Softball America Magazine-Year In Review / 2018

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Softball America Magazine-Year In Review / 2018

Post by sixofdiamonds » Thu Jan 17, 2019 6:55 am

The Softball America - Year in Review magazine is now available online. The magazine was a team effort consisting of myself, Bill Shipe, Curtis Hensman and Keith Keppley. Collectively, we really hope you enjoy reading it.

You can access the magazine here... ... e.2018.pdf

Thank you,
Les Greenstein

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New All-Star Formula

Post by wdshipe » Fri Jan 18, 2019 2:36 pm

Congratulations to all of the award winners!

Les –
Thank you as always for compiling the magazine – I look forward to its publication every year. There are many points of interest in there, but for now I just wanted to comment on this one:

“All-star status is determined by statistical formula based on offensive production only. The formula has always taken into account R%, RBI%, Avg, Slg, BB%. This year, however, we will be trying out a new all-star formula. The new formula will be based off of RUNC (runs created) divided by G (games played). A minimum of 36 at-bats (including walks) during any softball year is needed to qualify for all-star list consideration.”

I’ll be very interested to see to what extent the change to the all-star formula affects the all star lists. I’ve loved the RUNC statistic ever since you rolled it out several years ago, and given its ability to pretty well reflect a team’s aggregate run production, I’m a strong believer that it meaningfully estimates the number of runs that a hitter individually contributes to their team as well.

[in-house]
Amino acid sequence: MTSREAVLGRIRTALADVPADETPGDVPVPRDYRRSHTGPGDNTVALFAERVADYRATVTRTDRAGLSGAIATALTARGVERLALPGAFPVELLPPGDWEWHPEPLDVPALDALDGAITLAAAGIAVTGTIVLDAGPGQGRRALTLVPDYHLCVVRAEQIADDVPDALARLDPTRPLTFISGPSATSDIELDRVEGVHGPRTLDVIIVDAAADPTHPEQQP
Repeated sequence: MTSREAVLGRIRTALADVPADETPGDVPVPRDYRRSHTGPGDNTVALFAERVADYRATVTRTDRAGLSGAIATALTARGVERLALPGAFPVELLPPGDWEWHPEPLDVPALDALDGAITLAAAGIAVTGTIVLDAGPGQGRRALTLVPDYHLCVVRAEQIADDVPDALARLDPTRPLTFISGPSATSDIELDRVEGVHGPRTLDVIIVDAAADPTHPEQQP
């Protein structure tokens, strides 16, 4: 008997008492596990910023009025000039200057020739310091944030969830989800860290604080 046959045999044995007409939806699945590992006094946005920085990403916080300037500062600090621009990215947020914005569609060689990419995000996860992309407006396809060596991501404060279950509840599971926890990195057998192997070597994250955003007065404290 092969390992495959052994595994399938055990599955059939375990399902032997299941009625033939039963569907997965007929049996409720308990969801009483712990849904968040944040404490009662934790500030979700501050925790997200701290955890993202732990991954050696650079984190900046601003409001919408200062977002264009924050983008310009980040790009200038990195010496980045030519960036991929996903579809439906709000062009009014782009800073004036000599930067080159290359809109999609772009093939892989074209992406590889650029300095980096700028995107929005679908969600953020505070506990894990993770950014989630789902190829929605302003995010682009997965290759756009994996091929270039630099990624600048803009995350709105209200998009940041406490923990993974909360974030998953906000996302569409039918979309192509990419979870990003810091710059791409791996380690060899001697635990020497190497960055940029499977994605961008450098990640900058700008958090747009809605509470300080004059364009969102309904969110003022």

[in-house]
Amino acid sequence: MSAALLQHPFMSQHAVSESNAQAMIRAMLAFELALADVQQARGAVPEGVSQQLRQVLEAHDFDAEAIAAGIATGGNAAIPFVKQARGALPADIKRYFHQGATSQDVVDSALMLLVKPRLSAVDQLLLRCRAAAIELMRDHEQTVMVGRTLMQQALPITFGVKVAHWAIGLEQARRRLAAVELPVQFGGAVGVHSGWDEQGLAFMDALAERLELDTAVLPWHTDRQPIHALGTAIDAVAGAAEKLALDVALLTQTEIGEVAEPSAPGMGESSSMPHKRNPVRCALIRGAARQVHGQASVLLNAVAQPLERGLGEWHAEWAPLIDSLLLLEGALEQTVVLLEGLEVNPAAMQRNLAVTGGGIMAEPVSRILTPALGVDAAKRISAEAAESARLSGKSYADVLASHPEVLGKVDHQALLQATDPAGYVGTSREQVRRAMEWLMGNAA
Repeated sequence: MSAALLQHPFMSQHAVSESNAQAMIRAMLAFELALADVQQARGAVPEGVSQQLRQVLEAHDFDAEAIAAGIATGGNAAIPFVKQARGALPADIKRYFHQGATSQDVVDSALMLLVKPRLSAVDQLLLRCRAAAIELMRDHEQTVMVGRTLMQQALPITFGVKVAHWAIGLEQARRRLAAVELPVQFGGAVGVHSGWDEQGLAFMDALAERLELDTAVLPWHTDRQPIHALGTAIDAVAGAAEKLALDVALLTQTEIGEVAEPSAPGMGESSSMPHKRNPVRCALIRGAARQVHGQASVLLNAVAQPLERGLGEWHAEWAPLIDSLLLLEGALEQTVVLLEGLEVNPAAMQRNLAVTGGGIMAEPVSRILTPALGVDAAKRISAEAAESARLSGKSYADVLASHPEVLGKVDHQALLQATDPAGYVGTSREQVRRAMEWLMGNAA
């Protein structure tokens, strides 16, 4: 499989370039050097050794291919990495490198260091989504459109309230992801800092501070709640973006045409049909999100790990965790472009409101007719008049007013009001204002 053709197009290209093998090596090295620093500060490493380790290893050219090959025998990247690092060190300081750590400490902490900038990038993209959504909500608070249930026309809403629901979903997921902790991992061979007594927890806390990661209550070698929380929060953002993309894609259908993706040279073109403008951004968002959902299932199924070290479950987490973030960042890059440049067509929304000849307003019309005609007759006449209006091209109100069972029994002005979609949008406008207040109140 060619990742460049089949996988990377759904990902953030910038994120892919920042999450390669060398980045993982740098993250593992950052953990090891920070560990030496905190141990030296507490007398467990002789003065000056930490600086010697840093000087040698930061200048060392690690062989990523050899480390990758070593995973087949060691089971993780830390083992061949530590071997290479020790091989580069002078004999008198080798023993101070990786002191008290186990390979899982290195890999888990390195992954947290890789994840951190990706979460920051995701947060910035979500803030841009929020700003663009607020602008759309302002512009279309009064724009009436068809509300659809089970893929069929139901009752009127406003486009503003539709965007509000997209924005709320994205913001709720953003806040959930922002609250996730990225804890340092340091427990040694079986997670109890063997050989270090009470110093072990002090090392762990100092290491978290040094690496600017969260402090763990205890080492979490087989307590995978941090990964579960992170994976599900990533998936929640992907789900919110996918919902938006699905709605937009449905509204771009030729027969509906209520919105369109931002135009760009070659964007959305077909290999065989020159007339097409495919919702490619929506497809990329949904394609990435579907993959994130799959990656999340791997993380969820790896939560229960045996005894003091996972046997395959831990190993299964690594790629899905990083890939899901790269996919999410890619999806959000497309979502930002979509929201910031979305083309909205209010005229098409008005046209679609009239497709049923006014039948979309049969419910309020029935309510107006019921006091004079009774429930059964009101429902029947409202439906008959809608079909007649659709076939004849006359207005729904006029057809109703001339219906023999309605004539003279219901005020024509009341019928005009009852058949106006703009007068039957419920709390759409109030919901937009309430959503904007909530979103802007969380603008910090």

We know that RUNC = (TB + 0.26BB + 0.52SACF)(OBP). Of course, nowhere in this formula are any terms having to do with R or RBI, and I view this as a positive for getting a clearer picture of a player’s individual performance. R and RBI are dependent on the strength of the lineup around a given player and/or the player’s position in the lineup (R is influenced by who bats after the player; RBI is influenced by who bats before the player). Employing a formula without these terms has the effect of increasing the likelihood of all-star status assignment to players who individually excel on weak teams, and decreasing the likelihood for solid players who bat in proximity to “true all-stars”. Another wrinkle to this is that there may have been situations where a team had only 1 or 2 “true all-stars”, but the team as a whole excelled (scored lots of runs) owing to team chemistry and/or everyone knowing their role and performing it. You wouldn’t want to penalize this by tagging 8 or 9 of the group as all-stars. I understand that the change for the league here was largely motivated by those situations where players were becoming all-stars as a result of playing on a high-scoring team. I’m all for trying it out – let’s see how it works!

As I’ve played around with league statistics over the last few years (e.g., benchmarking my performance from season to season, or comparing one player to another), I’ve usually looked at RUNC/APP. This is quite similar to the new formula RUNC/G. The difference between the two approaches is that those players on strong teams will have more plate appearances (APP) per game (G). Accordingly, using RUNC/G (rather than RUNC/APP) will temper the desired effect for those players on strong teams (i.e., who come to the plate more often). I think that the more moderate RUNC/G approach may be the right place to start, but if you find that it doesn’t go far enough, perhaps you could consider looking at RUNC/APP instead.

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